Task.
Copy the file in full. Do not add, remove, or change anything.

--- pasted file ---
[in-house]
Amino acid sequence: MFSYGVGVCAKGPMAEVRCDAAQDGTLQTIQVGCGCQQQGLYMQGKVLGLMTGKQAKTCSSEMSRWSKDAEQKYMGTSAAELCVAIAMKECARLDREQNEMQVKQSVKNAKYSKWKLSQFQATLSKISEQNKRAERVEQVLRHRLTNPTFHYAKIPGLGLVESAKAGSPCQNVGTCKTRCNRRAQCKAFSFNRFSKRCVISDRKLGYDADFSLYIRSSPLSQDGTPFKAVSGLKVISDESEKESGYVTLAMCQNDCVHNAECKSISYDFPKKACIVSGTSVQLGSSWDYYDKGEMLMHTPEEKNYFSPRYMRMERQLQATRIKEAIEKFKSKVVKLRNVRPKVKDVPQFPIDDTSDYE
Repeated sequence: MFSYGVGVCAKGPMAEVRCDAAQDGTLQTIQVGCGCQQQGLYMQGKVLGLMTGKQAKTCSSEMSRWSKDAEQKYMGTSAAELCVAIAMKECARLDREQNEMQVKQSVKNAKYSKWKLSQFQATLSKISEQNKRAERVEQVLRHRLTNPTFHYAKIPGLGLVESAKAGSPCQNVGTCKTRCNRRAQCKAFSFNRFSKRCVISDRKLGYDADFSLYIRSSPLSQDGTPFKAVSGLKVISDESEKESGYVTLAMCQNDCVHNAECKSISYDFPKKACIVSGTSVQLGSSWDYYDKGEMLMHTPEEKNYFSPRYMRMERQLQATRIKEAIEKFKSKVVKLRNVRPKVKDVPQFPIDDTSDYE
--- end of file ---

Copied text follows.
[in-house]
Amino acid sequence: MFSYGVGVCAKGPMAEVRCDAAQDGTLQTIQVGCGCQQQGLYMQGKVLGLMTGKQAKTCSSEMSRWSKDAEQKYMGTSAAELCVAIAMKECARLDREQNEMQVKQSVKNAKYSKWKLSQFQATLSKISEQNKRAERVEQVLRHRLTNPTFHYAKIPGLGLVESAKAGSPCQNVGTCKTRCNRRAQCKAFSFNRFSKRCVISDRKLGYDADFSLYIRSSPLSQDGTPFKAVSGLKVISDESEKESGYVTLAMCQNDCVHNAECKSISYDFPKKACIVSGTSVQLGSSWDYYDKGEMLMHTPEEKNYFSPRYMRMERQLQATRIKEAIEKFKSKVVKLRNVRPKVKDVPQFPIDDTSDYE
Repeated sequence: MFSYGVGVCAKGPMAEVRCDAAQDGTLQTIQVGCGCQQQGLYMQGKVLGLMTGKQAKTCSSEMSRWSKDAEQKYMGTSAAELCVAIAMKECARLDREQNEMQVKQSVKNAKYSKWKLSQFQATLSKISEQNKRAERVEQVLRHRLTNPTFHYAKIPGLGLVESAKAGSPCQNVGTCKTRCNRRAQCKAFSFNRFSKRCVISDRKLGYDADFSLYIRSSPLSQDGTPFKAVSGLKVISDESEKESGYVTLAMCQNDCVHNAECKSISYDFPKKACIVSGTSVQLGSSWDYYDKGEMLMHTPEEKNYFSPRYMRMERQLQATRIKEAIEKFKSKVVKLRNVRPKVKDVPQFPIDDTSDYE